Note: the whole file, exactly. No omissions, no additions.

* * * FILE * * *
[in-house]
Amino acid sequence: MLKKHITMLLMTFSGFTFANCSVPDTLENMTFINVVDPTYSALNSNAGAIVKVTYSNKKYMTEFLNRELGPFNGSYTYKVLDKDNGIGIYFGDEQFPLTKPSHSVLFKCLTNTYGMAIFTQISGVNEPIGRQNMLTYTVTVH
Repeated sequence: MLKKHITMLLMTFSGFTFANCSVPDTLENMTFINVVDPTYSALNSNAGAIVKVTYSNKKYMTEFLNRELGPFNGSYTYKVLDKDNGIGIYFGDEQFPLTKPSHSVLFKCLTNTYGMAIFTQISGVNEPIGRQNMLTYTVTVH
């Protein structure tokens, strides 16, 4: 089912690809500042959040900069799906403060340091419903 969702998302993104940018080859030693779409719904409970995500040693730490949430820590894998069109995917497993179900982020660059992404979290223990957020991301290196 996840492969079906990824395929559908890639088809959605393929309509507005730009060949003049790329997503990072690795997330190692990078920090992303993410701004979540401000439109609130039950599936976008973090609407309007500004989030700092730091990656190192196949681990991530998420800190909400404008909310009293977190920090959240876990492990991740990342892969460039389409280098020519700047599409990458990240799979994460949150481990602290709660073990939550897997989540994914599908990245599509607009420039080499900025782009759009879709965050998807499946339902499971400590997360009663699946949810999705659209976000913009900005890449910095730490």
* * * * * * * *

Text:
[in-house]
Amino acid sequence: MLKKHITMLLMTFSGFTFANCSVPDTLENMTFINVVDPTYSALNSNAGAIVKVTYSNKKYMTEFLNRELGPFNGSYTYKVLDKDNGIGIYFGDEQFPLTKPSHSVLFKCLTNTYGMAIFTQISGVNEPIGRQNMLTYTVTVH
Repeated sequence: MLKKHITMLLMTFSGFTFANCSVPDTLENMTFINVVDPTYSALNSNAGAIVKVTYSNKKYMTEFLNRELGPFNGSYTYKVLDKDNGIGIYFGDEQFPLTKPSHSVLFKCLTNTYGMAIFTQISGVNEPIGRQNMLTYTVTVH
């Protein structure tokens, strides 16, 4: 089912690809500042959040900069799906403060340091419903 969702998302993104940018080859030693779409719904409970995500040693730490949430820590894998069109995917497993179900982020660059992404979290223990957020991301290196 996840492969079906990824395929559908890639088809959605393929309509507005730009060949003049790329997503990072690795997330190692990078920090992303993410701004979540401000439109609130039950599936976008973090609407309007500004989030700092730091990656190192196949681990991530998420800190909400404008909310009293977190920090959240876990492990991740990342892969460039389409280098020519700047599409990458990240799979994460949150481990602290709660073990939550897997989540994914599908990245599509607009420039080499900025782009759009879709965050998807499946339902499971400590997360009663699946949810999705659209976000913009900005890449910095730490």